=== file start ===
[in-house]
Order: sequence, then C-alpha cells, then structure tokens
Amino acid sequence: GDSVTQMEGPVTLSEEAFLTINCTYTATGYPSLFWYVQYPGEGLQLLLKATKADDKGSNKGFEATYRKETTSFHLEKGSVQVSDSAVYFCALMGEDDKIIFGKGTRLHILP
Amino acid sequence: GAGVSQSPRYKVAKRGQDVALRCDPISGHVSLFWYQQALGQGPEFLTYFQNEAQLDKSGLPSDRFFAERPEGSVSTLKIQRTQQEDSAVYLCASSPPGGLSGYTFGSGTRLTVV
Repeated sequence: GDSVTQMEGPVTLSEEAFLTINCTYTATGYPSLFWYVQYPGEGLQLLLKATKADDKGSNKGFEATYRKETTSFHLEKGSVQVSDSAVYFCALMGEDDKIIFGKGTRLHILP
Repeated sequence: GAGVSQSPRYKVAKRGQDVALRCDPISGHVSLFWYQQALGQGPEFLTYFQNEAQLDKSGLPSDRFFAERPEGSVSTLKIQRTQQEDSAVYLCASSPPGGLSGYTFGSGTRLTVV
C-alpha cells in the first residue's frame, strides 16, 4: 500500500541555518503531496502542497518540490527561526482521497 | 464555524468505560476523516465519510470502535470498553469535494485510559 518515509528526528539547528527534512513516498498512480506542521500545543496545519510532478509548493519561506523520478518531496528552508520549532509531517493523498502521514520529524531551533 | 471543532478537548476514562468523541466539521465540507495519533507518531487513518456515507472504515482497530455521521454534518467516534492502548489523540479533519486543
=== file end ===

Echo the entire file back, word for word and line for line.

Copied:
[in-house]
Order: sequence, then C-alpha cells, then structure tokens
Amino acid sequence: GDSVTQMEGPVTLSEEAFLTINCTYTATGYPSLFWYVQYPGEGLQLLLKATKADDKGSNKGFEATYRKETTSFHLEKGSVQVSDSAVYFCALMGEDDKIIFGKGTRLHILP
Amino acid sequence: GAGVSQSPRYKVAKRGQDVALRCDPISGHVSLFWYQQALGQGPEFLTYFQNEAQLDKSGLPSDRFFAERPEGSVSTLKIQRTQQEDSAVYLCASSPPGGLSGYTFGSGTRLTVV
Repeated sequence: GDSVTQMEGPVTLSEEAFLTINCTYTATGYPSLFWYVQYPGEGLQLLLKATKADDKGSNKGFEATYRKETTSFHLEKGSVQVSDSAVYFCALMGEDDKIIFGKGTRLHILP
Repeated sequence: GAGVSQSPRYKVAKRGQDVALRCDPISGHVSLFWYQQALGQGPEFLTYFQNEAQLDKSGLPSDRFFAERPEGSVSTLKIQRTQQEDSAVYLCASSPPGGLSGYTFGSGTRLTVV
C-alpha cells in the first residue's frame, strides 16, 4: 500500500541555518503531496502542497518540490527561526482521497 | 464555524468505560476523516465519510470502535470498553469535494485510559 518515509528526528539547528527534512513516498498512480506542521500545543496545519510532478509548493519561506523520478518531496528552508520549532509531517493523498502521514520529524531551533 | 471543532478537548476514562468523541466539521465540507495519533507518531487513518456515507472504515482497530455521521454534518467516534492502548489523540479533519486543